Now, another teenage sex trafficking victim is facing the possibility of a life sentence after killing her adult abuser. Chrystul Kizer, 19, confessed to fatally shooting 34-year-old Randy Volar in Wisconsin in 2018, saying she was tired of being sexually assaulted by him.
In an interview with BuzzFeed News' AM to DM on Tuesday, Brown-Long highlighted similarities between her and Kizer's cases and said it seemed "like history was repeating itself."
"Here was yet another situation where there was a young girl caught up with some unfortunate circumstances, who reacted out of trauma," Brown-Long said. "And the justice system wasn't necessarily trying to hear that, trying to see that."
According to the Washington Post, Kizer first met Volar when she was 16 after he responded to her ad on the classifieds site Backpage.com, which was shut down last year for facilitating sex trafficking.
Kizer, in need of money for snacks and school supplies, began seeing Volar. He allegedly paid her for sex and eventually began trafficking her to other men. Though she claimed in the Backpage.com ad to be 19, Kizer said Volar was definitely aware of her real age as he invited her over to celebrate on her 17th birthday.
Kizer wasn't the only girl Volar allegedly sexually abused. In February 2018, Volar was arrested on charges of child sexual assault after a 15-year-old girl called 911 from his house, saying he'd given her drugs and was going to kill her.
Despite finding evidence in his home that Volar was sexually abusing about a dozen minors — including "hundreds" of child sexual abuse videos and more than 20 videos of Volar with underage black girls — he was released without bail the same day.
Kizer said she had tried distancing herself from Volar because she was starting to get serious with a boyfriend, but when she told Volar, he allegedly threatened to kill her. She said she did not report the threat to police, not believing they would actually help her.
In June 2018, Kizer allegedly shot Volar in the head twice, lit his house on fire, and ran away in his car.
She confessed a few days later, saying she had done it because Volar had tried to sexually assault her once again and she was tired of it. Kizer said she had jumped up when he started touching her leg, and when she tried to get away, he got on top of her on the floor and tried to rip her pants off.
She was charged with one count each of first-degree intentional homicide, operating a motor vehicle without the owner's consent, arson of a building, bail jumping, and possession of a firearm by a felon, according to court records. Kizer had pleaded guilty to fleeing an officer in connection with a separate incident the day before officers responded to the fire at Volar's house and found his body.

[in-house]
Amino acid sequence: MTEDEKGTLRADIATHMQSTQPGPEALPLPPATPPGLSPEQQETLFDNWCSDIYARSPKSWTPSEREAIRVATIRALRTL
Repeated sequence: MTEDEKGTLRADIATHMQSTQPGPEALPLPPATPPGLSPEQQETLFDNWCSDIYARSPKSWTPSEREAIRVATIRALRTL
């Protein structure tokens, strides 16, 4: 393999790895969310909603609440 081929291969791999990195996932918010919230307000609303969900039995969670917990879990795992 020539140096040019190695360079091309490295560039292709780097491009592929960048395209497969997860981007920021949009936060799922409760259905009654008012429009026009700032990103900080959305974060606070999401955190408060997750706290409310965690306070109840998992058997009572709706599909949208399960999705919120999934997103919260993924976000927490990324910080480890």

Kizer's lawyers are trying to defend her using an "affirmative defense," a legal term which in this case means that people who commit crimes as a "direct result" of being trafficked can be acquitted. But the judge in Kizer's case said that kind of defense couldn't apply to Kizer, arguing the killing was premeditated, based on text messages the defendant had sent beforehand.
According to state law, in Wisconsin "a victim of Human Trafficking has an
affirmative defense for any crime he or she committed as a direct
result of the trafficking without regard to whether anyone was
prosecuted or convicted for trafficking." The law does not say anything about exceptions for crimes that are premeditated.
On AM to DM, Brown-Long hit back against those who think she and Kizer "chose" to enter into sex trafficking.
"That's simply not the reality of the situation," Brown-Long said. "That's not how the minds of young people work. Young people are, by nature, very susceptible to being manipulated by older individuals, and that's why laws are in place on statutory rape."
Brown-Long takes particular issue with the Wisconsin judge's decision not to allow for an affirmative defense in Kizer's case. She hopes lawmakers will "step up and clarify that no judge can just choose to ignore what [laws have] been passed."
"The justice system — it doesn't see us as people," Brown-Long said. "It doesn't really understand the human experience. There's no room for mercy. There's no room for taking into consideration, 'What was this person going through at this time?'"